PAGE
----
The one section that really made Catherine frustrating to play, especially in the later stages were the controls, or more specifically the direction of controls. When hanging on a block or trying to push or pull a block, so many times Vincent would push the other block reachable in his position. The hanging controls were especially maddening with shimmying left and right switching positions based on the camera or based on if you held the button down or let go of it for a split second. These issues only really came into light near the end of the game, with the more complex blocks and techniques needed but they reached an apex on the final boss. I think though in that case, there was some system lag with everything going on, and that caused confusion with the controls, as many times during that fight death was due to moving to an area i had no intention on moving to.
Atlus have cemented their reputation in making polished and unique games with great stories and presentation. If you're looking for something a little different, enjoy puzzle games, or an interesting tale of infidelity, i recommend giving Catherine a try.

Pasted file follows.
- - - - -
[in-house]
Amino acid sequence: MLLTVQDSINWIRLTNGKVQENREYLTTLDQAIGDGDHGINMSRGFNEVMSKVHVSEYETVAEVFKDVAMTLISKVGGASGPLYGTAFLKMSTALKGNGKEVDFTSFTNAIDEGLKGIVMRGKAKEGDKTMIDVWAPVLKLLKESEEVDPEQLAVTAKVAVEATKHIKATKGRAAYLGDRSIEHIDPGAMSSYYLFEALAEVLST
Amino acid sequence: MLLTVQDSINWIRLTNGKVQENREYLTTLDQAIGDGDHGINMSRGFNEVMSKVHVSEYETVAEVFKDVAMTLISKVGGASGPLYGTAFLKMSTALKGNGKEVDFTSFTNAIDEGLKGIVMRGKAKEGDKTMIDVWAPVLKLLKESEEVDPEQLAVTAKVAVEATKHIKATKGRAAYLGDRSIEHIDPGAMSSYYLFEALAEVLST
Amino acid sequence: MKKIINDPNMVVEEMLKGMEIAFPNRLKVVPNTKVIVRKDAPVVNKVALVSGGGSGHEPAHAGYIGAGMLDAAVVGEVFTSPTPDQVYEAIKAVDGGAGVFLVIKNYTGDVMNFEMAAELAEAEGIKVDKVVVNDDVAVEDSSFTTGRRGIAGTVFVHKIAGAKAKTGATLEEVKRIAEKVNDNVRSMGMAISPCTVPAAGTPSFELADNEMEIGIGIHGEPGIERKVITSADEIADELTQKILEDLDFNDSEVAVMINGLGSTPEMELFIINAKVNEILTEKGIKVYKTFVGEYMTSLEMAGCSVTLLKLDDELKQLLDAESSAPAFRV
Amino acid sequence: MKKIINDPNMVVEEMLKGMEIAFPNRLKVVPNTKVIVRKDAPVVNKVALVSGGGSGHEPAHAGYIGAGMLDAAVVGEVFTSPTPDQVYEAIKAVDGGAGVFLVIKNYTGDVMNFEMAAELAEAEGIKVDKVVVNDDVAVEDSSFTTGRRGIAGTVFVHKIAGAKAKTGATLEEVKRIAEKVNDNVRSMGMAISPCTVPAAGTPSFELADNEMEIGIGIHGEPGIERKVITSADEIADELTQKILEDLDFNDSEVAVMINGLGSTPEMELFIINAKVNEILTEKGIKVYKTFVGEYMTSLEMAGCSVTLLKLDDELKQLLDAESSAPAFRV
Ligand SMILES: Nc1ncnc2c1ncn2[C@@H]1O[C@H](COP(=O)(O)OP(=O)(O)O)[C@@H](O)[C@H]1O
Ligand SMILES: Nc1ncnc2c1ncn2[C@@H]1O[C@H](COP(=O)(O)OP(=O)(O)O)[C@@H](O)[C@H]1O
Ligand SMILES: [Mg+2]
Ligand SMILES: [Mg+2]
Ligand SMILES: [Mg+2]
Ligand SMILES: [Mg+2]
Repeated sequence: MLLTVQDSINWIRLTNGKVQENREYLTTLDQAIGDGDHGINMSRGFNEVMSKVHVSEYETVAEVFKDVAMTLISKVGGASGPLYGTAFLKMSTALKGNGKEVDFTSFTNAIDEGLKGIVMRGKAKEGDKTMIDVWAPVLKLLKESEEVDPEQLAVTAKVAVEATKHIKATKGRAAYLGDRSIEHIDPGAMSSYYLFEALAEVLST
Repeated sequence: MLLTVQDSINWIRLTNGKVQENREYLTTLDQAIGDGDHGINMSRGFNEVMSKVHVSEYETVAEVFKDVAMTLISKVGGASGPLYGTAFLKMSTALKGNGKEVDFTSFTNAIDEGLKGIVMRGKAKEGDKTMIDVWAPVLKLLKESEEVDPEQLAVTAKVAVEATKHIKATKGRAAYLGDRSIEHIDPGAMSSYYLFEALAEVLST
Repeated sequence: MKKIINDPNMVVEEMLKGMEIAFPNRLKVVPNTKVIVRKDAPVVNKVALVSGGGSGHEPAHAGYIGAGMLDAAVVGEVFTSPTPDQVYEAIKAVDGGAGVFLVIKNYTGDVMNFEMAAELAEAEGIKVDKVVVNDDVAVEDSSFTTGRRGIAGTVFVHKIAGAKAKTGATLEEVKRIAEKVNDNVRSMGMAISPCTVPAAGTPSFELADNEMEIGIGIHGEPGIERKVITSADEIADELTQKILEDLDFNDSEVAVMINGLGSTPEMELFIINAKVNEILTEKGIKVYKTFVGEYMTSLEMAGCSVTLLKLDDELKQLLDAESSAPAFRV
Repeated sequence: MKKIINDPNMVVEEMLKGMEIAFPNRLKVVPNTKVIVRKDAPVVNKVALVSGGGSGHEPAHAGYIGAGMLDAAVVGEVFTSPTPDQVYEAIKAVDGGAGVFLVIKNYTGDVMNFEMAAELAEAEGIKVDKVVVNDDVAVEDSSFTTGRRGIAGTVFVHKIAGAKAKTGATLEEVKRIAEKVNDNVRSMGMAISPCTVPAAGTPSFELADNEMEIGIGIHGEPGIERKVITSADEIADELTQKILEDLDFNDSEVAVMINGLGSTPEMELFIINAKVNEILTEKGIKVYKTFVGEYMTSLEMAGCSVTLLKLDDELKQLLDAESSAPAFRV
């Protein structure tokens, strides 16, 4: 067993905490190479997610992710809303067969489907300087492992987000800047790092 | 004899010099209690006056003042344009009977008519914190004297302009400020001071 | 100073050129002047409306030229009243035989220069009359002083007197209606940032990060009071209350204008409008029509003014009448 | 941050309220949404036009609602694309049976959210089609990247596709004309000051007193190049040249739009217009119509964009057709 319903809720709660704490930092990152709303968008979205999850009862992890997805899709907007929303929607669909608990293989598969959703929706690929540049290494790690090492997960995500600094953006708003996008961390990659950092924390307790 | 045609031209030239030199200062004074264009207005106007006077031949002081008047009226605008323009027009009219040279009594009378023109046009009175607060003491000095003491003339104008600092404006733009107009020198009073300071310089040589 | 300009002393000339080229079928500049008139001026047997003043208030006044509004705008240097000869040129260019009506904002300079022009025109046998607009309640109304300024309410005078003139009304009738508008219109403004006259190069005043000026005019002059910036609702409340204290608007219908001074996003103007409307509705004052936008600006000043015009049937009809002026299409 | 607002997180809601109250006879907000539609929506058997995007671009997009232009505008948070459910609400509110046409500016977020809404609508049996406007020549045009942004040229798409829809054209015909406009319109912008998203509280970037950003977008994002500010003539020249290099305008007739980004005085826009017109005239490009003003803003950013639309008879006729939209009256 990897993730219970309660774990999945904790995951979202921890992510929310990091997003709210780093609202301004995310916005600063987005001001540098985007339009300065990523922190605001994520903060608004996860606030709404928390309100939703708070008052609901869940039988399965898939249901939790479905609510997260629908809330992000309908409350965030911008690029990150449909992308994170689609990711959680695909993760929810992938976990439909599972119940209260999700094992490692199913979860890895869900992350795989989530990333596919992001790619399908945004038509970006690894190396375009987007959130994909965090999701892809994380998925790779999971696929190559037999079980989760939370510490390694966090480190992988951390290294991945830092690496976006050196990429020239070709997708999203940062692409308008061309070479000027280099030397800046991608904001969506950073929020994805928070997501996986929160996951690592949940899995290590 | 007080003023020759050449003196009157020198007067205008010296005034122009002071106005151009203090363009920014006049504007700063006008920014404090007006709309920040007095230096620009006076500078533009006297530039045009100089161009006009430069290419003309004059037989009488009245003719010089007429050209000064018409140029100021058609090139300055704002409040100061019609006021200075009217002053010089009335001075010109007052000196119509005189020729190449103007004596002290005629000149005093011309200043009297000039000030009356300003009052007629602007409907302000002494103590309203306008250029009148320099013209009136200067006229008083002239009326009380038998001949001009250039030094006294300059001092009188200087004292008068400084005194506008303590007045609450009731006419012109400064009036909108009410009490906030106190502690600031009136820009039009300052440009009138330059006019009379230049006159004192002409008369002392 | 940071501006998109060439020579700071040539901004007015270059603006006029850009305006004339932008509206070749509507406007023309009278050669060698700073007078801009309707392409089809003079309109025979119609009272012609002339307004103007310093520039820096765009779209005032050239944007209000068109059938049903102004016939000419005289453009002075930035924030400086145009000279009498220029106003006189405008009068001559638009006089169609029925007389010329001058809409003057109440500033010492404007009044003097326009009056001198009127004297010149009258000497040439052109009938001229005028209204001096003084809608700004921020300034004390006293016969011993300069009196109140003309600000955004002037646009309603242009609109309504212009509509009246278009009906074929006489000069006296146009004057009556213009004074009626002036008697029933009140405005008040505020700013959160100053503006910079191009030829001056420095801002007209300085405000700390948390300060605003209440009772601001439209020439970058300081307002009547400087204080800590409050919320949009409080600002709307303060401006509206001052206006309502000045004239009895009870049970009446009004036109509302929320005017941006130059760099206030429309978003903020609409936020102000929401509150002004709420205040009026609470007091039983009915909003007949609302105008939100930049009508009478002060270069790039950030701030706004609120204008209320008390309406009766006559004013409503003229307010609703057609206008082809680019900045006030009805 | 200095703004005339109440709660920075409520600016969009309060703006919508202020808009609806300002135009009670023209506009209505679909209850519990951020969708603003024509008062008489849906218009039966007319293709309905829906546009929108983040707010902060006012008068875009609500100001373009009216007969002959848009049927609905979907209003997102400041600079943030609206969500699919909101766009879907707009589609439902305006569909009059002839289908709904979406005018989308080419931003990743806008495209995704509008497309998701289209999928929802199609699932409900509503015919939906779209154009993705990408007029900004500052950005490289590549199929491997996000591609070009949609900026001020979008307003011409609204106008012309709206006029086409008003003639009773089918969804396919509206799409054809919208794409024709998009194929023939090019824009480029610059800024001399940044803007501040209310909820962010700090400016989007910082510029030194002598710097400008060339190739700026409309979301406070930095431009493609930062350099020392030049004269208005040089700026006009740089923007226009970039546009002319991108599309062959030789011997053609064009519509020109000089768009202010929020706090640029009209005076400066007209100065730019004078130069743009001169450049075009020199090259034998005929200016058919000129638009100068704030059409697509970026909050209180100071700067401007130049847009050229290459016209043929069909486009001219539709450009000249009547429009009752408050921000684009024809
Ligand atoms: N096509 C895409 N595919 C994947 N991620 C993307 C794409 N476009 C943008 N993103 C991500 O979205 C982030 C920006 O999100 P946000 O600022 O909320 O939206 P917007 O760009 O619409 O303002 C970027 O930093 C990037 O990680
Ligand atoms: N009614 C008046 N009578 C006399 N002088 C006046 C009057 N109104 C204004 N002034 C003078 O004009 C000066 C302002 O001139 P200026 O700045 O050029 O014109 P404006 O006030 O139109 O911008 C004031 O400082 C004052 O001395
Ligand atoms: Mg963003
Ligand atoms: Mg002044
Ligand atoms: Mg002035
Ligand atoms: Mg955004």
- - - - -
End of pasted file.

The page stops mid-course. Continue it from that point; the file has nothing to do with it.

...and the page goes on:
Sunday, April 8, 2012
Now, let us muse!
Having jarred my ankle something chronic early on in the week, i had a lot of time where i was resting it. Aside from watching movies, and checking out some of the local television stations that have on demand services through my PS3, i played a bit more of Catherine. I also played some last night, but being near the end of the game and playing at night is not the smartest idea. I was stuck on stage 7-2 and for the first time in the game, i looked up a video walkthrough on youtube. Of course the solution made me feel stupid as it was pretty obvious, i just didn't see it (isn't that usually the way though?).